GP Bridges Therapy and Continuing Education

"Building Bridges Across Relationship Barriers"

Mastering Relaxation

Stress and anxiety can kill.  Literally.  If not addressed, they can lead to elevated blood pressure, heart disease and  decreased immune system effectiveness.  In addition, beyond the physical impact, if stress and anxiety become a daily part of life, they will impact relationships both at work and at home.  This web page will be revised and expanded on a regular basis in order to provide you with new information and relaxation techniques.  At this point, we have selected two simple exercises that require no special preparation or equipment.  Whether you have five minutes or an hour, both exercises are designed to relax your body and mind.

Progressive Relaxation

This exercise can be completed at any time and is helpful when trying to fall asleep at night.  It is important to wear loose, comfortable clothing, have no auditory distractions (radio, etc.) and, if possible, to make sure that the light is subtle.  I use progressive relaxation when I feel particularly stressed.  This relaxation technique can take place on the floor, a mat, or your bed.  However, make sure that you are not using a pillow.  If you like, you may set a soft alarm for 15 minutes.

  • Lie on your back, hands at your side, feet slightly apart, and close your eyes.  Feel the weight of your body pressing into the floor, mat, or mattress.  Breathe slowly, deeply, and evenly.
  • Beginning with your feet, consciously relax the muscles, beginning with the toes.  Sometimes it helps to imagine that an invisible bar is passing over your body, forcing it to relax. 
  • Move your relaxation focus from your feet up the length of your body. 
  • Once you reach your pelvic bone, pause briefly and then focus on relaxing not only the stomache muscles, but your intestines, lungs, and heart also.
  • Spend time on causing your shoulders to relax then move slowly up your neck to the back of your head, over the top of your head and down over your face, ending with your jawbones.
  • At this point, your entire body should be in a state of relaxation.  Imagine every negative emotion sinking into the floor, mat, or mattress.  Continue to breathe slowly, deeply, and evenly.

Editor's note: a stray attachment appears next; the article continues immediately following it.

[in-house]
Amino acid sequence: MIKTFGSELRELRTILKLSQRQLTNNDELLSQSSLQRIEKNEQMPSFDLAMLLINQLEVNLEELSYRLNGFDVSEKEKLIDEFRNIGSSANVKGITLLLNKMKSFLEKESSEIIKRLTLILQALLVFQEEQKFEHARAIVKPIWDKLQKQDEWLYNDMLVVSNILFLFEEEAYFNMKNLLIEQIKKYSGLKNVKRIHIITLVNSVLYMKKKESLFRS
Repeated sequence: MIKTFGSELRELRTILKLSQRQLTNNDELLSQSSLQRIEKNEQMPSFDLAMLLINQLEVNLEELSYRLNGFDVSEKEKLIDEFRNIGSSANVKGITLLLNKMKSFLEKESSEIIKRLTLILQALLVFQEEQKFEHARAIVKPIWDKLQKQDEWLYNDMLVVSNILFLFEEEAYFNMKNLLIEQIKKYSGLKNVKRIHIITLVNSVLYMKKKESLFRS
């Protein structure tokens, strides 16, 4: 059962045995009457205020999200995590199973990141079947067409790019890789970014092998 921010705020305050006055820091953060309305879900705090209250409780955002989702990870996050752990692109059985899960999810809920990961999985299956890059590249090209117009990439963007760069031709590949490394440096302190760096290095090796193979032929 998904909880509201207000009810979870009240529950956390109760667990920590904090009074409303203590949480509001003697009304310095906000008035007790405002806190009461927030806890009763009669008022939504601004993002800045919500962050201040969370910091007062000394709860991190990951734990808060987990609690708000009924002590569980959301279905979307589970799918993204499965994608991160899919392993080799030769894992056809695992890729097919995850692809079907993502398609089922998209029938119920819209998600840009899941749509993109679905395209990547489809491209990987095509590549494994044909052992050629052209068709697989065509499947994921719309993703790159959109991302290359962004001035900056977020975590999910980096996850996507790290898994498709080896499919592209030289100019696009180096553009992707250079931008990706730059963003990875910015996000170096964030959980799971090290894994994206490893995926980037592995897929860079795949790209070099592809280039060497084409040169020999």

This next part will be the most difficult of all because you are going to relax your mind.  We are conditioned to be "in charge" of our thoughts and to let our thoughts come naturally will seem foreign at first. 

  • Let every thought sink into the floor, mat, or mattress.  Do not try to force any thoughts, just focus on letting them go.
  • Let your mind "flow".  You might see colors, or objects.  Don't focus or form thoughts on what you are seeing, just let your mind do what it wants to do.  Do not be surprised if you fall asleep during this exercise.

 

Guided Imagery

This relaxation technique is particularly effective during the workday.  Even five minutes will make a difference in reducing your stress.  If you can, find a quiet place and sit in a chair with both feet on the ground, hands resting on your knees.  Sit straight but do not be stiff.  If you prefer, this may also be done while laying on the floor, a mat, or your bed.  Close your eyes and breathe slowly, deeply, and evenly.

Think about your favorite relaxing place to be.  It might be the beach, the mountains, a park, or a room.  The important thing is to let yourself "be" in a setting where you are relaxed and peaceful.

If your setting is outside, imagine the sun on your face, the smells, and the sounds of nature.  If the setting you have chosen is in a room, imagine the sounds and smells of this room.

Continue to breathe slowly, deeply, and evenly.

Quick Relaxation Breathing

Whether you're in the waiting room waiting for your job interview, or about to experience something new, it's inevitable that you will having some level of anxiety.   In these cases, gaining some level of relaxation is simple, quick, and refreshing. 

1.  Put both feet on the floor, about an inch apart.  Rest your hands in your lap.

2.  Breath in slowly and fill up your diaphram.  This should take about five seconds.

3.  Hold this breath for about three seconds.

4. Let your breath out slowly.

Tell yourself "I can do this" when you breathe in and again when you breathe out.  If you can, do this exercise, complete with self-talk four or five times.